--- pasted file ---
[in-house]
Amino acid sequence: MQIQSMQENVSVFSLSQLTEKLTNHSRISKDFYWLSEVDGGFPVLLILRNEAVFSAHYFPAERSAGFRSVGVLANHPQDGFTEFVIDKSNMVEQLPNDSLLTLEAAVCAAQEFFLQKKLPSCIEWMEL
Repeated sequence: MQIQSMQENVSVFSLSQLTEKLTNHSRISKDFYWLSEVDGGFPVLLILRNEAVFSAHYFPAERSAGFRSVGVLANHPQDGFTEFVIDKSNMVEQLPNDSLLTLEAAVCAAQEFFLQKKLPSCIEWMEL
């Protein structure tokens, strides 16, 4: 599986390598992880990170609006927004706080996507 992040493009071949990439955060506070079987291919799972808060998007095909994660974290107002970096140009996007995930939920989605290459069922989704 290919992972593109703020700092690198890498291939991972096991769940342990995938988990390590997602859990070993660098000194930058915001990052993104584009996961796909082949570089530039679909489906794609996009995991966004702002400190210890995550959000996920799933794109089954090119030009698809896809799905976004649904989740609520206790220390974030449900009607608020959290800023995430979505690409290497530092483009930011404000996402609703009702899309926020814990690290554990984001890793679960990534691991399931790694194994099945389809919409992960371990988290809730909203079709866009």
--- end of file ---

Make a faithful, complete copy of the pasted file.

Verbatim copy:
[in-house]
Amino acid sequence: MQIQSMQENVSVFSLSQLTEKLTNHSRISKDFYWLSEVDGGFPVLLILRNEAVFSAHYFPAERSAGFRSVGVLANHPQDGFTEFVIDKSNMVEQLPNDSLLTLEAAVCAAQEFFLQKKLPSCIEWMEL
Repeated sequence: MQIQSMQENVSVFSLSQLTEKLTNHSRISKDFYWLSEVDGGFPVLLILRNEAVFSAHYFPAERSAGFRSVGVLANHPQDGFTEFVIDKSNMVEQLPNDSLLTLEAAVCAAQEFFLQKKLPSCIEWMEL
């Protein structure tokens, strides 16, 4: 599986390598992880990170609006927004706080996507 992040493009071949990439955060506070079987291919799972808060998007095909994660974290107002970096140009996007995930939920989605290459069922989704 290919992972593109703020700092690198890498291939991972096991769940342990995938988990390590997602859990070993660098000194930058915001990052993104584009996961796909082949570089530039679909489906794609996009995991966004702002400190210890995550959000996920799933794109089954090119030009698809896809799905976004649904989740609520206790220390974030449900009607608020959290800023995430979505690409290497530092483009930011404000996402609703009702899309926020814990690290554990984001890793679960990534691991399931790694194994099945389809919409992960371990988290809730909203079709866009």